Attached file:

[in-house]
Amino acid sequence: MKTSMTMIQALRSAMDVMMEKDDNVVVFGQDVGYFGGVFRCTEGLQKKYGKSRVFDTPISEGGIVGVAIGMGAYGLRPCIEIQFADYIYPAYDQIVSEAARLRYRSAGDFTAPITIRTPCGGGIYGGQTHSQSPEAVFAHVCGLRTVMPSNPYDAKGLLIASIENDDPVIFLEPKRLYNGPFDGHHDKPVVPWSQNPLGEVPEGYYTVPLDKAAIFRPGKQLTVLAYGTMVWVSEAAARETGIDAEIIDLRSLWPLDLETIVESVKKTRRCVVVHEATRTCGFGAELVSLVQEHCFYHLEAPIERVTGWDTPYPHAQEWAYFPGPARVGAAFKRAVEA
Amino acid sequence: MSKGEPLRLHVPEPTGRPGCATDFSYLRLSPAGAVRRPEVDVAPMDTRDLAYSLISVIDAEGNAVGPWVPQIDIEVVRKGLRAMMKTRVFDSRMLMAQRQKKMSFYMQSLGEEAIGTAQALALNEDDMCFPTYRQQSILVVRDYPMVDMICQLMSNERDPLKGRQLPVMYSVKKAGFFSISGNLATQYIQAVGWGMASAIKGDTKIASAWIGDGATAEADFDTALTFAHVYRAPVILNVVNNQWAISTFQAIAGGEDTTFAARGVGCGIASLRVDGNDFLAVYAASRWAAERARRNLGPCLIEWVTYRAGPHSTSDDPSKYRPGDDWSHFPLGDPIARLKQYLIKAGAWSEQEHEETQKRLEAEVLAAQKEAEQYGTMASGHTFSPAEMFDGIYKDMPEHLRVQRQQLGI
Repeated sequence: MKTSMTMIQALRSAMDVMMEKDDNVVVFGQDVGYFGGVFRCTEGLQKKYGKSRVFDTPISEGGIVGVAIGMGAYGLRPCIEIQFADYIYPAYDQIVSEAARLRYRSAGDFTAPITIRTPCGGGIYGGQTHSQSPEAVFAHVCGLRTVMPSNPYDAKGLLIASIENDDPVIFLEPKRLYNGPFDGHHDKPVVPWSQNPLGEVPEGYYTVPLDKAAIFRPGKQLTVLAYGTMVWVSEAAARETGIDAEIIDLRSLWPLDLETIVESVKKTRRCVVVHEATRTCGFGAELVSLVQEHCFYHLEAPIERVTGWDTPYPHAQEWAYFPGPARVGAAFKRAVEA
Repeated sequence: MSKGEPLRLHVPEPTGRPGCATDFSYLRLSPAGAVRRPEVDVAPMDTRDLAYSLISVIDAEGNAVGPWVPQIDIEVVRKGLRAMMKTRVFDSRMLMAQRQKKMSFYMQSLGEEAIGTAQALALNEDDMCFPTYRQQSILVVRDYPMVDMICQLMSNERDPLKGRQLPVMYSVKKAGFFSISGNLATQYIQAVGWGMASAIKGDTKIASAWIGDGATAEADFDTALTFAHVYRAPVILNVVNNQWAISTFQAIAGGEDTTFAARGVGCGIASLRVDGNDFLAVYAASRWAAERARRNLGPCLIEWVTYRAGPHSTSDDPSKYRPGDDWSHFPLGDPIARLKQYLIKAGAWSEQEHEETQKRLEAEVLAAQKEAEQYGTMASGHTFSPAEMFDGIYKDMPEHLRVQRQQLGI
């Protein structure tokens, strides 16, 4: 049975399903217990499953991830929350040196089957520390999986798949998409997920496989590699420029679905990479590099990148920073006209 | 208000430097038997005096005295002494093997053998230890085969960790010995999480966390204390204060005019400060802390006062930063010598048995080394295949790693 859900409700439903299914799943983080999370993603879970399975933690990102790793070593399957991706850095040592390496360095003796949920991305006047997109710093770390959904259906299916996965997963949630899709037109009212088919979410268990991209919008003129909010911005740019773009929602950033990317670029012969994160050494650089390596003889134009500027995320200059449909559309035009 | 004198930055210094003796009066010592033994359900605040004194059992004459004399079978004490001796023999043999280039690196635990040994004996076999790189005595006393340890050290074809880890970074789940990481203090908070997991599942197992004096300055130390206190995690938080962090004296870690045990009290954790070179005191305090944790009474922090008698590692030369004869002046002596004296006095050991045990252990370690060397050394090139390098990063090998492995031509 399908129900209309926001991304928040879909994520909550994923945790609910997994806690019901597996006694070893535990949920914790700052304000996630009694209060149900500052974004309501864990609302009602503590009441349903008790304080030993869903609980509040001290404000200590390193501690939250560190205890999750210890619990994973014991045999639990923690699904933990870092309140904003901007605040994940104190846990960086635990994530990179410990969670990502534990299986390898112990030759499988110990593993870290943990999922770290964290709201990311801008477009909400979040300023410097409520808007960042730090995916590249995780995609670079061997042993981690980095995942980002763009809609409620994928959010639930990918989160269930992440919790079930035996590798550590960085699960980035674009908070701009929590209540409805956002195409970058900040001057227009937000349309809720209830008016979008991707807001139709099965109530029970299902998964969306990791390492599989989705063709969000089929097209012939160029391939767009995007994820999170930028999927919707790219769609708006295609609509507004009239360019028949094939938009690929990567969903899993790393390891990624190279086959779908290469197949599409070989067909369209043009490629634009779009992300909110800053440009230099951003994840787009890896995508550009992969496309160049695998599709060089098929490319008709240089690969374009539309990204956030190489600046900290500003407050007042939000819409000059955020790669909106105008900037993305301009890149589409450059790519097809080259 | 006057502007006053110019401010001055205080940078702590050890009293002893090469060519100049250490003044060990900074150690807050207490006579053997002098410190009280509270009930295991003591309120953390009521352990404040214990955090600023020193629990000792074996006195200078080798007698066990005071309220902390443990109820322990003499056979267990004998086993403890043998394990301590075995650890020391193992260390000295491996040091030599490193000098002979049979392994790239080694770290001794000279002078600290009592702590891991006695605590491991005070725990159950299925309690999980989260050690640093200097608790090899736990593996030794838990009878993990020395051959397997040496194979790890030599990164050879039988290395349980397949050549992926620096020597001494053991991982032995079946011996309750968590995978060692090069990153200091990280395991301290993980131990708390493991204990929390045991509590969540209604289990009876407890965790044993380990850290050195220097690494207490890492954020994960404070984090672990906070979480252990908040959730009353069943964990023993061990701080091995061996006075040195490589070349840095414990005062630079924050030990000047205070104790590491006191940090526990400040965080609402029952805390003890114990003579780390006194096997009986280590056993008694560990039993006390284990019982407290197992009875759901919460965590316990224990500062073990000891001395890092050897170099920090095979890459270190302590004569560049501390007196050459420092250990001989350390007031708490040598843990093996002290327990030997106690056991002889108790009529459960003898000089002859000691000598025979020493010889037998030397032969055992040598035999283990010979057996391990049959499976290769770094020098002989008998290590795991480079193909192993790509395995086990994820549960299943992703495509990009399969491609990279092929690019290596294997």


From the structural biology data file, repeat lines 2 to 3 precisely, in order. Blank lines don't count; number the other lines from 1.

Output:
Amino acid sequence: MKTSMTMIQALRSAMDVMMEKDDNVVVFGQDVGYFGGVFRCTEGLQKKYGKSRVFDTPISEGGIVGVAIGMGAYGLRPCIEIQFADYIYPAYDQIVSEAARLRYRSAGDFTAPITIRTPCGGGIYGGQTHSQSPEAVFAHVCGLRTVMPSNPYDAKGLLIASIENDDPVIFLEPKRLYNGPFDGHHDKPVVPWSQNPLGEVPEGYYTVPLDKAAIFRPGKQLTVLAYGTMVWVSEAAARETGIDAEIIDLRSLWPLDLETIVESVKKTRRCVVVHEATRTCGFGAELVSLVQEHCFYHLEAPIERVTGWDTPYPHAQEWAYFPGPARVGAAFKRAVEA
Amino acid sequence: MSKGEPLRLHVPEPTGRPGCATDFSYLRLSPAGAVRRPEVDVAPMDTRDLAYSLISVIDAEGNAVGPWVPQIDIEVVRKGLRAMMKTRVFDSRMLMAQRQKKMSFYMQSLGEEAIGTAQALALNEDDMCFPTYRQQSILVVRDYPMVDMICQLMSNERDPLKGRQLPVMYSVKKAGFFSISGNLATQYIQAVGWGMASAIKGDTKIASAWIGDGATAEADFDTALTFAHVYRAPVILNVVNNQWAISTFQAIAGGEDTTFAARGVGCGIASLRVDGNDFLAVYAASRWAAERARRNLGPCLIEWVTYRAGPHSTSDDPSKYRPGDDWSHFPLGDPIARLKQYLIKAGAWSEQEHEETQKRLEAEVLAAQKEAEQYGTMASGHTFSPAEMFDGIYKDMPEHLRVQRQQLGI